Sole Hope and Orphan Prevention

Meet Lis, International Coordinator for Sole Hope.  Lis is a rockstar, seriously! She has a heart for people and a desires to spend her life loving others and serving well. We've asked Lis to share a bit with you all about Sole Hope and their role in orphan prevention, please take a moment to read below!

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Sometimes orphan prevention & family preservation can look completely different than you may expect.

Sole Hope’s mission to offer HOPE, healthier lives, & freedom from foot-related diseases through education, jobs, & medical relief.

The main focus of our of work in Uganda is to fight against the issue of jiggers. Jiggers (not chiggers - jiggers are parasitic burrowers) are small chigoe fleas that live in the dust, and are found on the dirt floors in schools and the homes of many families in Uganda and other similar climates. These parasitic insects cling to livestock and transfer jiggers into homes primarily in rural areas. The female jiggers burrow into the surface of skin that has been exposed to the flea. Once embedded in the body, the jigger lays eggs and creates up to pea-size egg sacks, continuously multiplying by laying more eggs.  

The infection can lead to severe secondary infections such as gangrene, sepsis, the loss of toenails, amputation of the digits, and even death. There is also a large stereotype that accompanies jigger infestations. Jiggers are often left untreated due to the shame, embarrassment, and other untrue facts believed about the cause of these infestations. At our Sole Hope Outreach House, we treat and rehabilitate children, their caretakers, and other patients with severe jigger infestations.

While the terms “orphan prevention” or “family preservation” are not specifically used in the Sole Hope mission statement, we believe that health promotion/disease prevention is orphan prevention. Often, if not treated, jiggers can lead to such severe infection that the individual can no longer walk, attend school, or even work to provide for their family. In this way, treating the jigger infestation can allow an individual to return to work and/or school.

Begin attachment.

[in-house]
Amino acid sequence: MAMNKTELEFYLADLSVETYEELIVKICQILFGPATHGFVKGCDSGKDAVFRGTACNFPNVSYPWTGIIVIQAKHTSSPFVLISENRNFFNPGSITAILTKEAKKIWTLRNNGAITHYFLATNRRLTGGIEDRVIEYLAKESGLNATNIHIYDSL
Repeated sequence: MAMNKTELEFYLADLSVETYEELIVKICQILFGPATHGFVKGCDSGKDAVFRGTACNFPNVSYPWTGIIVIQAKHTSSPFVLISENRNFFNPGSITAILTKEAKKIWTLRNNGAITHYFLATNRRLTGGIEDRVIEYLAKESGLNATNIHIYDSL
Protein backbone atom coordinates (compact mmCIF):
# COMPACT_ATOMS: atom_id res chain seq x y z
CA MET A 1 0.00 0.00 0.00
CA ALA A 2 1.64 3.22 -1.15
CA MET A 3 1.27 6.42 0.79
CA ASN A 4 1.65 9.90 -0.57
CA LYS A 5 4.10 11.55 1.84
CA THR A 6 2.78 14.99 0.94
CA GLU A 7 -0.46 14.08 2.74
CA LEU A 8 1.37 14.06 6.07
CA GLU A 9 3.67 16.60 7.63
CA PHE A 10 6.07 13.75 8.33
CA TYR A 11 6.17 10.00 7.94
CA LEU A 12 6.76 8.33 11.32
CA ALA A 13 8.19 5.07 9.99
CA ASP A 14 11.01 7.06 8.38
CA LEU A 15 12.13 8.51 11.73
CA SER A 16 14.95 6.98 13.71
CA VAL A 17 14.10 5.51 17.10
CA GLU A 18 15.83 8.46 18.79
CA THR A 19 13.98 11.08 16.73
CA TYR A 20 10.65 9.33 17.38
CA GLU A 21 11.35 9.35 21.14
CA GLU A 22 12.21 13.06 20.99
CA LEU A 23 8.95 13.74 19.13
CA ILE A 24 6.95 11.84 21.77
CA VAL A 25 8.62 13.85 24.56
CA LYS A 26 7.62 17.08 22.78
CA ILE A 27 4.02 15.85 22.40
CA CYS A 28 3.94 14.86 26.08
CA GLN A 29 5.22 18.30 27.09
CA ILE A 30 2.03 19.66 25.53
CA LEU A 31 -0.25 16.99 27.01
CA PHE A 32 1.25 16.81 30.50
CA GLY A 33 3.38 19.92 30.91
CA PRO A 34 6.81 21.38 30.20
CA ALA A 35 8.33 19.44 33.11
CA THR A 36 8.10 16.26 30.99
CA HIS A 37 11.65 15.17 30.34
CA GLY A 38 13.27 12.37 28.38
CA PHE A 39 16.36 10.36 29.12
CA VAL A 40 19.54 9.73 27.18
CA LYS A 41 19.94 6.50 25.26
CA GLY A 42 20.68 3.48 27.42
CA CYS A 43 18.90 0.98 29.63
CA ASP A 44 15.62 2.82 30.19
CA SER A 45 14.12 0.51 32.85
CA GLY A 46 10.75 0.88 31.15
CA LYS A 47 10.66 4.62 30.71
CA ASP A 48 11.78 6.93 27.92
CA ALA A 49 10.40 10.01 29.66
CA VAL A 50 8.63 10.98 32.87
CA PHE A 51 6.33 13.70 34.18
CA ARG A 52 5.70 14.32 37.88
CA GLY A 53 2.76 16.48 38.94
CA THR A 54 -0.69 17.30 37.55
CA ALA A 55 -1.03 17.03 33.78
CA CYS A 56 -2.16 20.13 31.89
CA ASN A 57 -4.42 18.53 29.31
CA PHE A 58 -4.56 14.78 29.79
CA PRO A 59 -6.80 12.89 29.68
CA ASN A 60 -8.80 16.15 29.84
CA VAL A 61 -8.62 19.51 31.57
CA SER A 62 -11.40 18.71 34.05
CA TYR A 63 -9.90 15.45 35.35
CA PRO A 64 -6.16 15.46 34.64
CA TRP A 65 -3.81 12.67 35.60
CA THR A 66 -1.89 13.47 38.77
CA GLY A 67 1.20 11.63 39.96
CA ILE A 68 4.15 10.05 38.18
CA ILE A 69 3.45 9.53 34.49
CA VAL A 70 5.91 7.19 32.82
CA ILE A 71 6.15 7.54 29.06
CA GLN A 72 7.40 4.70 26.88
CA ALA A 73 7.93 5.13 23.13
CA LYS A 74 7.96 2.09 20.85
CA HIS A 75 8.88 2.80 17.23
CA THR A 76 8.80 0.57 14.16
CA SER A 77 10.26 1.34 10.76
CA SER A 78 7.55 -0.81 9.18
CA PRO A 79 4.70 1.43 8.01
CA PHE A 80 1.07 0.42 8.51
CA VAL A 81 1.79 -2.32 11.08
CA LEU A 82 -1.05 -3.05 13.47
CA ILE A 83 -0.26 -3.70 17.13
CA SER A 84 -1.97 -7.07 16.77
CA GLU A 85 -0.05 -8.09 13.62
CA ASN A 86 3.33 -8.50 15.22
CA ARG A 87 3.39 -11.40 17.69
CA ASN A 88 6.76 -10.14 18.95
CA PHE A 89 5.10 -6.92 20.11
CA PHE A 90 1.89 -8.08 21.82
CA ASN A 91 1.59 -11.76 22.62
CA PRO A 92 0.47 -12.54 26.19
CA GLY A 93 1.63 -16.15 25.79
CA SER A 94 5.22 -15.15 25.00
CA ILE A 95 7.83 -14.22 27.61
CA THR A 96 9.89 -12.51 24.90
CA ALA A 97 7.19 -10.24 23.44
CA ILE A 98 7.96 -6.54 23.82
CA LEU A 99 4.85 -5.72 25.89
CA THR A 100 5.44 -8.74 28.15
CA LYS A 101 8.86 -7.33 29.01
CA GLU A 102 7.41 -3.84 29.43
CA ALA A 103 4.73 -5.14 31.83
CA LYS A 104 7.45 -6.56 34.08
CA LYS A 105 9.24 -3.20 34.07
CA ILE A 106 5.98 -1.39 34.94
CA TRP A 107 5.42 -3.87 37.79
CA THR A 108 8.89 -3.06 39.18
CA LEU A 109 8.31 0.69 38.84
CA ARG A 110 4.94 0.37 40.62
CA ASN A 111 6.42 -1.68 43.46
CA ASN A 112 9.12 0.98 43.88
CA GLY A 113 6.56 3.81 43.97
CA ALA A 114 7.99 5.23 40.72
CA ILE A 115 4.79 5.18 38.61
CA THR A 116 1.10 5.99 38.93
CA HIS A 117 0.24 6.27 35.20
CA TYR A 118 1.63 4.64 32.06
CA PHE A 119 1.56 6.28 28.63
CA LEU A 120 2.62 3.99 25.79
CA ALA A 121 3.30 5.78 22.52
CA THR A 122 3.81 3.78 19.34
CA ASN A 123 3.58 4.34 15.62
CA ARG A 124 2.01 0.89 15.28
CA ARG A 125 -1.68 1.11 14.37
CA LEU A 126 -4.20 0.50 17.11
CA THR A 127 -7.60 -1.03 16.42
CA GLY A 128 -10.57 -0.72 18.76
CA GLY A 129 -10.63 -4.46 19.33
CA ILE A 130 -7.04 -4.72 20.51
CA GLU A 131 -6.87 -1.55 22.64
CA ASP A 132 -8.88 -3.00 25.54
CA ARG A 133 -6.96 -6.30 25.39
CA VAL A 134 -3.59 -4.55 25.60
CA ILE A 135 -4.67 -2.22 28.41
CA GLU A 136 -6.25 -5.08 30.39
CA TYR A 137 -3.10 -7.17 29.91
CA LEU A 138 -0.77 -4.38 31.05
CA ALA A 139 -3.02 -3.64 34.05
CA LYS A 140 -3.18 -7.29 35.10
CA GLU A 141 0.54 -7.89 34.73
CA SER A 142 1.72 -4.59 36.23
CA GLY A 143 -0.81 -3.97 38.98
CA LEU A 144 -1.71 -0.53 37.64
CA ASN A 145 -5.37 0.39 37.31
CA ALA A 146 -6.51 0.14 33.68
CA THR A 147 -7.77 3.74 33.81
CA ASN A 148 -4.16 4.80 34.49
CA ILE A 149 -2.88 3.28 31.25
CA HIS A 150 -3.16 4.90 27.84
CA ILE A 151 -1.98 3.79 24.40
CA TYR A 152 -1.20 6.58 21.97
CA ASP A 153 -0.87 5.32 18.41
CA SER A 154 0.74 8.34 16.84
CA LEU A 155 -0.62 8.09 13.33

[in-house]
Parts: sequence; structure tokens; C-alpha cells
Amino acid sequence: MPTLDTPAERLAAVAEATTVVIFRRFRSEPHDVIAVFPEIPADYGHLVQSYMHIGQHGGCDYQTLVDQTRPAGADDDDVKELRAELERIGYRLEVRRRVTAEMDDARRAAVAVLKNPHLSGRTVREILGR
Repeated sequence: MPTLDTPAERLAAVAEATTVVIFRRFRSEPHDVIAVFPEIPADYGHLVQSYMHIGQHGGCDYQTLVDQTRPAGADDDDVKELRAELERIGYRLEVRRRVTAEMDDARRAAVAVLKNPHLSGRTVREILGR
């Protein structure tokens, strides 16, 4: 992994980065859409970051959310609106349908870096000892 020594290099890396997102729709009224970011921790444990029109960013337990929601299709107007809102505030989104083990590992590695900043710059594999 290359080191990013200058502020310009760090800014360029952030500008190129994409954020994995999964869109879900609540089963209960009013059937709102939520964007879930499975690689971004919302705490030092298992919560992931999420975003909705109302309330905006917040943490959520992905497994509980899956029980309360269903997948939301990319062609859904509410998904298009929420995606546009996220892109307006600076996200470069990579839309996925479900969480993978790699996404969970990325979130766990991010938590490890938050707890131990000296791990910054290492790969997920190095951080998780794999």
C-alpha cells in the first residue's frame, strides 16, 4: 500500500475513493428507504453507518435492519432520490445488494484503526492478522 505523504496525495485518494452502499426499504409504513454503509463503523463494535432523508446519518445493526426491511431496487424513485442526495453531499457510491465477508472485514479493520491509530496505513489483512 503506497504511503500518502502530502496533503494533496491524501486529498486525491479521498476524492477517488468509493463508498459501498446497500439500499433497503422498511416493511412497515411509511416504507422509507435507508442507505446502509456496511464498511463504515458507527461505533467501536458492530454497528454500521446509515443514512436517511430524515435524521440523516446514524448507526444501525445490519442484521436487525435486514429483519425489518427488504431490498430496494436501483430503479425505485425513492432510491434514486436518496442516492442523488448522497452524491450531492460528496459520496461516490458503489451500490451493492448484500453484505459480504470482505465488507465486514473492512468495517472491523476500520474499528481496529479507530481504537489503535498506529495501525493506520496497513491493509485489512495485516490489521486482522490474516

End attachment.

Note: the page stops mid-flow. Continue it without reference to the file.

However, it does not end there. An important part of recovery is education. Through this education we are able to teach each family unit as a whole to prevent and treat jiggers, so that in the future they are able to stop the infestation at the source and treat each case before it becomes a debilitating disease. This education, paired with treatment and rehabilitation, children are able to remain in school, caretakers are able to continue working, and families can remain together as a solid unit.

Sole Hope also aims to create jobs to provide locals with a way to earn a steady income and provide for their families. We provide each patient that stays at our Outreach House with a new pair of close-toed shoes that are produced in country by local tailors and shoemakers. This not only fights against jiggers (close-toed shoes are one of the main ways to prevent jiggers), but also provides an income for local artisans, working towards family preservation through a different avenue. Sole Hope employs over 30 Ugandans between our Outreach House, Guest House, and shoemaking program. Each of these individuals is able to advocate for those suffering with jiggers (a rarity in Uganda) & also provide for themselves and their families, another important step in orphan prevention & family preservation.

Orphan care goes far beyond adoption & foster care - orphan prevention & family preservation allows families to never be separated in the first place. This is such an important, if not the most important, part of orphan care. It allows parents to provide and take care of their children, preserving the family unit and allowing children to grow up in families. Disease prevention is just one avenue of family preservation, and we are honored to play a small roll in that here in Uganda. There is HOPE and JOY to be found in the darkest of places - let us advocate for this HOPE, for a country without jiggers, and for families to remain together.

-Lis Steckle